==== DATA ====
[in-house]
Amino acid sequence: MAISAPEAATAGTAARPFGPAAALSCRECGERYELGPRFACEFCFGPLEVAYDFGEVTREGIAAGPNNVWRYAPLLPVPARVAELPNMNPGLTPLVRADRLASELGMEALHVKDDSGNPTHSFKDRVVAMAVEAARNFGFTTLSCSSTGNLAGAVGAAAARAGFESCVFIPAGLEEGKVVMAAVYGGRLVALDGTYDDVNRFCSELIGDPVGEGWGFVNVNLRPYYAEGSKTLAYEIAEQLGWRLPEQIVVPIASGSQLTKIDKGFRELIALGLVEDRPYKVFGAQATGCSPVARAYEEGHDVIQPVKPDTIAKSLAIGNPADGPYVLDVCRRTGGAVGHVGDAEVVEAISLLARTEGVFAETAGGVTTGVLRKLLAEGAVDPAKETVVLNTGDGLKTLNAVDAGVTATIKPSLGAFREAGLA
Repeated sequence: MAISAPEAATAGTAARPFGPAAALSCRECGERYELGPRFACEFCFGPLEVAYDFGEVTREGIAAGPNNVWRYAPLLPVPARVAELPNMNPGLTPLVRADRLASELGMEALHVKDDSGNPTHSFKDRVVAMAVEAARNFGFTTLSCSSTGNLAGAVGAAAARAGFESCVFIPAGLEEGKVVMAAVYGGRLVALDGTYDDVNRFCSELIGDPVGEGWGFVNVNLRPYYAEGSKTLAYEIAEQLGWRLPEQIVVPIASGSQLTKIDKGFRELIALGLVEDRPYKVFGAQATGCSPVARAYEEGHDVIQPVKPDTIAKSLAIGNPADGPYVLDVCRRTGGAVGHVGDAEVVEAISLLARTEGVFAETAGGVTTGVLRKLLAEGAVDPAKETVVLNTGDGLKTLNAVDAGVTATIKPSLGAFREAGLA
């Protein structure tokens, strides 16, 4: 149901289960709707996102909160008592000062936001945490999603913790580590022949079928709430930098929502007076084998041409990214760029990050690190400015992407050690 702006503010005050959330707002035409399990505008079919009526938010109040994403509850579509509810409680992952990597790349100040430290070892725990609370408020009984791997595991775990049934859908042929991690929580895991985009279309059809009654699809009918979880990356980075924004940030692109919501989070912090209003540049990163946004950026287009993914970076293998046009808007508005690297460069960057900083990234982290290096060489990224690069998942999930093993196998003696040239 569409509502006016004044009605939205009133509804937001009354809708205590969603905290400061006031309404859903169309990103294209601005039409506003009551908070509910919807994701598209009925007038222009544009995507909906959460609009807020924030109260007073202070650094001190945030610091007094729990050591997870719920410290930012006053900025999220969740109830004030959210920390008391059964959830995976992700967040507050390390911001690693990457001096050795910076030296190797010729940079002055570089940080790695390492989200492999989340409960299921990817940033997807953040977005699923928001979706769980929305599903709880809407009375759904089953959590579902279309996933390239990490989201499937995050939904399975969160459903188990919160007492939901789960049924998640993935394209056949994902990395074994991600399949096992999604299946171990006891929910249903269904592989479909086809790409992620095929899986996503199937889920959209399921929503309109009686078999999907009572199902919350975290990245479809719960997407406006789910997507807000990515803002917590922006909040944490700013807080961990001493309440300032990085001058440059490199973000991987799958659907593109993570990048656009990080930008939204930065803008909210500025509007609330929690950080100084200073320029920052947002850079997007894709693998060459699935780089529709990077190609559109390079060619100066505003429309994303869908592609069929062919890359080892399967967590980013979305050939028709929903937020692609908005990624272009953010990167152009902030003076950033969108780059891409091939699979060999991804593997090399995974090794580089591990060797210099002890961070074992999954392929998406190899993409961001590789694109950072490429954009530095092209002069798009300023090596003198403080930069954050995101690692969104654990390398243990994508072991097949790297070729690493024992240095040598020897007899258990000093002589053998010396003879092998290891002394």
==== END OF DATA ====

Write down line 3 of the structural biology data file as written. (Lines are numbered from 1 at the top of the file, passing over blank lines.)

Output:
Repeated sequence: MAISAPEAATAGTAARPFGPAAALSCRECGERYELGPRFACEFCFGPLEVAYDFGEVTREGIAAGPNNVWRYAPLLPVPARVAELPNMNPGLTPLVRADRLASELGMEALHVKDDSGNPTHSFKDRVVAMAVEAARNFGFTTLSCSSTGNLAGAVGAAAARAGFESCVFIPAGLEEGKVVMAAVYGGRLVALDGTYDDVNRFCSELIGDPVGEGWGFVNVNLRPYYAEGSKTLAYEIAEQLGWRLPEQIVVPIASGSQLTKIDKGFRELIALGLVEDRPYKVFGAQATGCSPVARAYEEGHDVIQPVKPDTIAKSLAIGNPADGPYVLDVCRRTGGAVGHVGDAEVVEAISLLARTEGVFAETAGGVTTGVLRKLLAEGAVDPAKETVVLNTGDGLKTLNAVDAGVTATIKPSLGAFREAGLA